Karunanidhi’s dream

Garga Chatterjee explains the significance of Karunanidhi's struggle against imposition of Hindi as the national language of the Indian Union

Karunanidhi’s dream
A few days have passed since the demise of the Tamil national hero Muthuvel Karunanidhi and the plethora of reactions, solidarities and posturings are out there for all of us to see in the Indian Union. In English media, I have seen various obituaries of the Kalaignar, mostly copy pasted from Wikipedia and then synonym replaced for “originality”. In Hindi media across the political spectrum, especially in television media, there was hardly any mention of the fact that this giant of a man who rests on the Marina now was a life-long fighter against Hindi imperialism and Hindi imposition. No amount of silence and sidestepping from Hindi media can take away that burning truth.

I, a Brahmin Bengali, whose first language in school was Bangla and medium of instruction in school was English, owe my career and worldview largely to the import and legacy of what C.N. Annadurai and his crucial lieutenant M. Karunanidhi did for years, peaking in 1965. They protested Hindi imposition on non-Hindi people. They saved all non-Hindi people, especially non-Hindi people of the upwardly mobile class from complete oblivion. The Indian Union service industry economy of the present, with its backbone being English articulation and comprehension and lifeblood being a large information technology literate youthful class, is a product of that great generation of Tamil leaders, Muthuvel Karunanidhi being among the foremost. Let me explain.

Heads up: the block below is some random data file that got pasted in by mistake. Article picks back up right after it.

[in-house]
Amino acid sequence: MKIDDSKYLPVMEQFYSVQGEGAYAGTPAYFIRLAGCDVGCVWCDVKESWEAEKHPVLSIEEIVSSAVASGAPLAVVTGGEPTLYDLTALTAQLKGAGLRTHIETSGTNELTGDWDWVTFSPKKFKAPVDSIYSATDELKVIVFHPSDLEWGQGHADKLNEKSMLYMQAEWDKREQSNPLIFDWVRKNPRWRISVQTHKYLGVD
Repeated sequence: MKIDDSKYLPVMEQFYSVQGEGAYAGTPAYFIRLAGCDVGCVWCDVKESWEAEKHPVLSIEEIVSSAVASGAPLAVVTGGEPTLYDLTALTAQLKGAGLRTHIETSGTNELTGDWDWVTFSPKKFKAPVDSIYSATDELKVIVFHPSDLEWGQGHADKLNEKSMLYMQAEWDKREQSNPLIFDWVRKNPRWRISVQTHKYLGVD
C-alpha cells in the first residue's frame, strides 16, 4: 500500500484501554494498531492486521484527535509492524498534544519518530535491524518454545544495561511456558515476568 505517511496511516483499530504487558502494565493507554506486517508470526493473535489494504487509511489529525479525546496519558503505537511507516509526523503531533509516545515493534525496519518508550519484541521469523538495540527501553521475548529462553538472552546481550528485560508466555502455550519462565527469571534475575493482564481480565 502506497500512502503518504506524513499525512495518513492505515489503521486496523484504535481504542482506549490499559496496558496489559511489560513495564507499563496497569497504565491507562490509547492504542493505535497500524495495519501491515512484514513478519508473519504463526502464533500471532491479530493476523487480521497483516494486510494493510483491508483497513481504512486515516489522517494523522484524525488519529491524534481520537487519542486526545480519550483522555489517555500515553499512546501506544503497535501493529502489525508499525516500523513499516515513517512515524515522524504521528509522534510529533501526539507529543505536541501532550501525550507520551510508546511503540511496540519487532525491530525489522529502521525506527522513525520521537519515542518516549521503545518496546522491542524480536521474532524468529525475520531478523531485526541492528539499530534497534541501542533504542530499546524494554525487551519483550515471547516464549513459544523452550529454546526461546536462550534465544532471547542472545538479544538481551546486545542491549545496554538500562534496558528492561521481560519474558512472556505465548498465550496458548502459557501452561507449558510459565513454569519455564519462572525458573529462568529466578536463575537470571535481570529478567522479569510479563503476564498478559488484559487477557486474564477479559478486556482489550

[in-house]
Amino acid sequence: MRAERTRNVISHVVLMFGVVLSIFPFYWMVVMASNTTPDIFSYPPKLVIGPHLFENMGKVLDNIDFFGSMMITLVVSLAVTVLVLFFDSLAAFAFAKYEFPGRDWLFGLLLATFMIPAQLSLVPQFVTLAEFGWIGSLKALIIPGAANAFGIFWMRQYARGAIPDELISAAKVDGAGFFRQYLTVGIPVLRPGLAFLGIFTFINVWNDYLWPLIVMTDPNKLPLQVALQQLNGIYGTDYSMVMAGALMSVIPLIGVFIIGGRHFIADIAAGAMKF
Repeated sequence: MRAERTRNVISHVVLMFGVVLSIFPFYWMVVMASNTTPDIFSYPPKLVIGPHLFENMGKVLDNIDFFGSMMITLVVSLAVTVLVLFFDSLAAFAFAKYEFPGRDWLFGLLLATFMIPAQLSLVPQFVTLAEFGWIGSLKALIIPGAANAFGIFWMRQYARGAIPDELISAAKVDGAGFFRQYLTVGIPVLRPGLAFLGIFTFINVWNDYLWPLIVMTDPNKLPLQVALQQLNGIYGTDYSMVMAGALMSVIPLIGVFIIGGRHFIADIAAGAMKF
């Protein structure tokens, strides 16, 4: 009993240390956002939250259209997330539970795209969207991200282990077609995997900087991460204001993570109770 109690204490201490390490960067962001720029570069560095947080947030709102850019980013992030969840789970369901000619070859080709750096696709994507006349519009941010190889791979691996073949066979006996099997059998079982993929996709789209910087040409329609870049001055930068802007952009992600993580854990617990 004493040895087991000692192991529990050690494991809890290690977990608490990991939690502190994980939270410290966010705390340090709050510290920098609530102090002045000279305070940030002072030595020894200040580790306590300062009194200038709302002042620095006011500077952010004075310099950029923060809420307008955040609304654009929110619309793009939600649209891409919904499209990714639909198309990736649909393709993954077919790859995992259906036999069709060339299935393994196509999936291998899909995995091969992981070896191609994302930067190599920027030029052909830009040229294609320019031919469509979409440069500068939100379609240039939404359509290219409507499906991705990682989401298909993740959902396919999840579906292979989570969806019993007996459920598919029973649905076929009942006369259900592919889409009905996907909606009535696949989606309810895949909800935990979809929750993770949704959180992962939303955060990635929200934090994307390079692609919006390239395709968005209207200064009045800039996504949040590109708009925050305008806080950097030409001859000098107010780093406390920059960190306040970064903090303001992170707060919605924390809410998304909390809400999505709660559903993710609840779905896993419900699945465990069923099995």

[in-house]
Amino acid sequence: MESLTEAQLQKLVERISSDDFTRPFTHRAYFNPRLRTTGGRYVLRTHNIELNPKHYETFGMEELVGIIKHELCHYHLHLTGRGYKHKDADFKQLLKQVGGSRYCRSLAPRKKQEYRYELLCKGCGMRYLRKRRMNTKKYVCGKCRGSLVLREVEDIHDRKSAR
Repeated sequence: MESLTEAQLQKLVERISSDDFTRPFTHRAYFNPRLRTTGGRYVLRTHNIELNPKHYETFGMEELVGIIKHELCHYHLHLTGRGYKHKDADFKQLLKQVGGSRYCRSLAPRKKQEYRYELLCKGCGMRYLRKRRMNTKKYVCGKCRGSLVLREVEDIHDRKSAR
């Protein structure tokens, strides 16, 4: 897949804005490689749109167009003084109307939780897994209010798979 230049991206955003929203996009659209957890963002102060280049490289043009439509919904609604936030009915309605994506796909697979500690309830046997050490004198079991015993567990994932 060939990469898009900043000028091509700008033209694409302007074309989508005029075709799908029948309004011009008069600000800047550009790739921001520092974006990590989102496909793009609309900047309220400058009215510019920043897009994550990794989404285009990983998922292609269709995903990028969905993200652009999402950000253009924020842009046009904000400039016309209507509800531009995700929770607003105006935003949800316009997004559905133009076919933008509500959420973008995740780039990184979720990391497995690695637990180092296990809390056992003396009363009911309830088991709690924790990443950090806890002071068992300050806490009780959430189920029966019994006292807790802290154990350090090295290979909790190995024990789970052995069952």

Karunanidhi's dream was of an Indian Union based on equality. Thus, he called for equal constitutional rights and status to all 8th schedule languages